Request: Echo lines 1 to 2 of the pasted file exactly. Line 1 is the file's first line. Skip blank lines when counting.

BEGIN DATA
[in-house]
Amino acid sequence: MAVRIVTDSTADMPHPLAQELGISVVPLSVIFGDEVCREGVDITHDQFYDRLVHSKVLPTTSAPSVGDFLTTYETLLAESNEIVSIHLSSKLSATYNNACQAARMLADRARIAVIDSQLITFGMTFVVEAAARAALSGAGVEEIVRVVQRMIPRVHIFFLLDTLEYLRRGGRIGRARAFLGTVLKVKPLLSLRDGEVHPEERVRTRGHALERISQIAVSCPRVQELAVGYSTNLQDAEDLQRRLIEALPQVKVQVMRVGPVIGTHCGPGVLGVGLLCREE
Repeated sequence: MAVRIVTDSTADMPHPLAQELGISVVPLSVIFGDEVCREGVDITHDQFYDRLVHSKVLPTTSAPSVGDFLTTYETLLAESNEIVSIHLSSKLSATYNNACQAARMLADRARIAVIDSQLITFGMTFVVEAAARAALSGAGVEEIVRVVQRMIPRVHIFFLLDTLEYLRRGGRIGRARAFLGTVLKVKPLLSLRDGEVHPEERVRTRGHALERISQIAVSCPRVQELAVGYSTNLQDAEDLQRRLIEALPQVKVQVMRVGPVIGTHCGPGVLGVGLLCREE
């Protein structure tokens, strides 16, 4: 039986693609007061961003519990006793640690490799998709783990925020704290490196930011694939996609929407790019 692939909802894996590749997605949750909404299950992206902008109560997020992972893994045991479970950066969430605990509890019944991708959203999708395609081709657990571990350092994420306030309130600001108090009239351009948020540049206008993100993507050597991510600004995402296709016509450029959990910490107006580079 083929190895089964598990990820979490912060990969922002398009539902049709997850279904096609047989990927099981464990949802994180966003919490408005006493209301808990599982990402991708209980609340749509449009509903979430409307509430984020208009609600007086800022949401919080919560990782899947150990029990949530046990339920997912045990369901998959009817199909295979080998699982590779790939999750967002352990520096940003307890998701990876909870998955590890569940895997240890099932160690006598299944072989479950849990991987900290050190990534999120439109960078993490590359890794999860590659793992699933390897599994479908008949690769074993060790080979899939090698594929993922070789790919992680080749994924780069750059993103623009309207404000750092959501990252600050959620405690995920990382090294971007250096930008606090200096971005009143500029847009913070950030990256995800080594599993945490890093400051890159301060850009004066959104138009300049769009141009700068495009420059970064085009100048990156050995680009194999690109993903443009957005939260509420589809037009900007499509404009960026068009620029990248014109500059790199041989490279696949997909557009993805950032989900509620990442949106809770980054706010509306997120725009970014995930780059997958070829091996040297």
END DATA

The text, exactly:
[in-house]
Amino acid sequence: MAVRIVTDSTADMPHPLAQELGISVVPLSVIFGDEVCREGVDITHDQFYDRLVHSKVLPTTSAPSVGDFLTTYETLLAESNEIVSIHLSSKLSATYNNACQAARMLADRARIAVIDSQLITFGMTFVVEAAARAALSGAGVEEIVRVVQRMIPRVHIFFLLDTLEYLRRGGRIGRARAFLGTVLKVKPLLSLRDGEVHPEERVRTRGHALERISQIAVSCPRVQELAVGYSTNLQDAEDLQRRLIEALPQVKVQVMRVGPVIGTHCGPGVLGVGLLCREE